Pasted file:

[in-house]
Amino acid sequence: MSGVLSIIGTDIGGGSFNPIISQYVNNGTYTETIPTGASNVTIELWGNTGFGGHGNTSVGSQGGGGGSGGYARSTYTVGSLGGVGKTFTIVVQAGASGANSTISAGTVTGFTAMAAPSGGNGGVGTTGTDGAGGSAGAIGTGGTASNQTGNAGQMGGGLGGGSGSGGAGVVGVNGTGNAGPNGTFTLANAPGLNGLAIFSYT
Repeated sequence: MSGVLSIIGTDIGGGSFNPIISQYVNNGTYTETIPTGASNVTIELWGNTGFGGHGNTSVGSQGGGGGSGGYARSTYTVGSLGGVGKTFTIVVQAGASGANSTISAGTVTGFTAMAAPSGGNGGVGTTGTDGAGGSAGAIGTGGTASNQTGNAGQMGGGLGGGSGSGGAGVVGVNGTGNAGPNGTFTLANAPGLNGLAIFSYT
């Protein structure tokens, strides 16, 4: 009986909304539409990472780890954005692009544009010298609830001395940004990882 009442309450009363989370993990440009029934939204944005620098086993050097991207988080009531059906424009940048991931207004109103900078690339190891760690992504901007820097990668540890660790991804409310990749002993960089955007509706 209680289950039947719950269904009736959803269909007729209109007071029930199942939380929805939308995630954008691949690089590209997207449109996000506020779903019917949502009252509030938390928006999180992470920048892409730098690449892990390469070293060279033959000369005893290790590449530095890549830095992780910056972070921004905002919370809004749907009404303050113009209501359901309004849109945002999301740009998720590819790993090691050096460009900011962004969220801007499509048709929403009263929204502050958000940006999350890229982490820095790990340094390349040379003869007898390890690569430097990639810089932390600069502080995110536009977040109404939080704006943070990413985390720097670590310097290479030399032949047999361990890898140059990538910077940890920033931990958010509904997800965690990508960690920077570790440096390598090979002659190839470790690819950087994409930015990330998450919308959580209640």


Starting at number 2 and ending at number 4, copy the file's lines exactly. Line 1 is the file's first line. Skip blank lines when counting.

Amino acid sequence: MSGVLSIIGTDIGGGSFNPIISQYVNNGTYTETIPTGASNVTIELWGNTGFGGHGNTSVGSQGGGGGSGGYARSTYTVGSLGGVGKTFTIVVQAGASGANSTISAGTVTGFTAMAAPSGGNGGVGTTGTDGAGGSAGAIGTGGTASNQTGNAGQMGGGLGGGSGSGGAGVVGVNGTGNAGPNGTFTLANAPGLNGLAIFSYT
Repeated sequence: MSGVLSIIGTDIGGGSFNPIISQYVNNGTYTETIPTGASNVTIELWGNTGFGGHGNTSVGSQGGGGGSGGYARSTYTVGSLGGVGKTFTIVVQAGASGANSTISAGTVTGFTAMAAPSGGNGGVGTTGTDGAGGSAGAIGTGGTASNQTGNAGQMGGGLGGGSGSGGAGVVGVNGTGNAGPNGTFTLANAPGLNGLAIFSYT
């Protein structure tokens, strides 16, 4: 009986909304539409990472780890954005692009544009010298609830001395940004990882 009442309450009363989370993990440009029934939204944005620098086993050097991207988080009531059906424009940048991931207004109103900078690339190891760690992504901007820097990668540890660790991804409310990749002993960089955007509706 209680289950039947719950269904009736959803269909007729209109007071029930199942939380929805939308995630954008691949690089590209997207449109996000506020779903019917949502009252509030938390928006999180992470920048892409730098690449892990390469070293060279033959000369005893290790590449530095890549830095992780910056972070921004905002919370809004749907009404303050113009209501359901309004849109945002999301740009998720590819790993090691050096460009900011962004969220801007499509048709929403009263929204502050958000940006999350890229982490820095790990340094390349040379003869007898390890690569430097990639810089932390600069502080995110536009977040109404939080704006943070990413985390720097670590310097290479030399032949047999361990890898140059990538910077940890920033931990958010509904997800965690990508960690920077570790440096390598090979002659190839470790690819950087994409930015990330998450919308959580209640």